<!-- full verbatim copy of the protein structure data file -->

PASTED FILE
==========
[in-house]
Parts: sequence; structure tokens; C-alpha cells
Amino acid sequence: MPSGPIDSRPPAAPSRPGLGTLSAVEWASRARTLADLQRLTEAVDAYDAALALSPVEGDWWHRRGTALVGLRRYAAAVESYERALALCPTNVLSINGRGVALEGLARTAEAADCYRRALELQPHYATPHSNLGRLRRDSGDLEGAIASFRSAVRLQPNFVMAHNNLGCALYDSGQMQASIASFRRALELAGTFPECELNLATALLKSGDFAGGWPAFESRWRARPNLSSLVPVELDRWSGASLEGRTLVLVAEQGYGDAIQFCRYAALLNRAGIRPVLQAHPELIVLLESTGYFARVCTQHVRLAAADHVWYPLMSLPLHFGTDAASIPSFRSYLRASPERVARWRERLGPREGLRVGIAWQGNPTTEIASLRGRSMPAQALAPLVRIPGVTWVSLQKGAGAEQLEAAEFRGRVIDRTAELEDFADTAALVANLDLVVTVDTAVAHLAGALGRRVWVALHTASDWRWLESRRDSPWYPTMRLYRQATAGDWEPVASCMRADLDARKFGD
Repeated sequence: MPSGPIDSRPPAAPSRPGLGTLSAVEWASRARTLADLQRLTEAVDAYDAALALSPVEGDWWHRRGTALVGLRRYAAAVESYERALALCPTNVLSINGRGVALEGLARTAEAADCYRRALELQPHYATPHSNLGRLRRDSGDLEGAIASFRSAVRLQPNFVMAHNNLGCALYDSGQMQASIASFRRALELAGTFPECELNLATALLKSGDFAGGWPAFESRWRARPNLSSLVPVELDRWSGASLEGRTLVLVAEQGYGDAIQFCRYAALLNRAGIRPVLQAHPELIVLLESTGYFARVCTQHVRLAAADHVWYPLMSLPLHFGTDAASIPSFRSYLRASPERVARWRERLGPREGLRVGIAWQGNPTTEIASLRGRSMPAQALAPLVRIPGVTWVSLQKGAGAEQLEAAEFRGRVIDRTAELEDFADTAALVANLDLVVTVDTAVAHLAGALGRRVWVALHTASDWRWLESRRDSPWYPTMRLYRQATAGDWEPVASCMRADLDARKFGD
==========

[in-house]
Parts: sequence; structure tokens; C-alpha cells
Amino acid sequence: MPSGPIDSRPPAAPSRPGLGTLSAVEWASRARTLADLQRLTEAVDAYDAALALSPVEGDWWHRRGTALVGLRRYAAAVESYERALALCPTNVLSINGRGVALEGLARTAEAADCYRRALELQPHYATPHSNLGRLRRDSGDLEGAIASFRSAVRLQPNFVMAHNNLGCALYDSGQMQASIASFRRALELAGTFPECELNLATALLKSGDFAGGWPAFESRWRARPNLSSLVPVELDRWSGASLEGRTLVLVAEQGYGDAIQFCRYAALLNRAGIRPVLQAHPELIVLLESTGYFARVCTQHVRLAAADHVWYPLMSLPLHFGTDAASIPSFRSYLRASPERVARWRERLGPREGLRVGIAWQGNPTTEIASLRGRSMPAQALAPLVRIPGVTWVSLQKGAGAEQLEAAEFRGRVIDRTAELEDFADTAALVANLDLVVTVDTAVAHLAGALGRRVWVALHTASDWRWLESRRDSPWYPTMRLYRQATAGDWEPVASCMRADLDARKFGD
Repeated sequence: MPSGPIDSRPPAAPSRPGLGTLSAVEWASRARTLADLQRLTEAVDAYDAALALSPVEGDWWHRRGTALVGLRRYAAAVESYERALALCPTNVLSINGRGVALEGLARTAEAADCYRRALELQPHYATPHSNLGRLRRDSGDLEGAIASFRSAVRLQPNFVMAHNNLGCALYDSGQMQASIASFRRALELAGTFPECELNLATALLKSGDFAGGWPAFESRWRARPNLSSLVPVELDRWSGASLEGRTLVLVAEQGYGDAIQFCRYAALLNRAGIRPVLQAHPELIVLLESTGYFARVCTQHVRLAAADHVWYPLMSLPLHFGTDAASIPSFRSYLRASPERVARWRERLGPREGLRVGIAWQGNPTTEIASLRGRSMPAQALAPLVRIPGVTWVSLQKGAGAEQLEAAEFRGRVIDRTAELEDFADTAALVANLDLVVTVDTAVAHLAGALGRRVWVALHTASDWRWLESRRDSPWYPTMRLYRQATAGDWEPVASCMRADLDARKFGD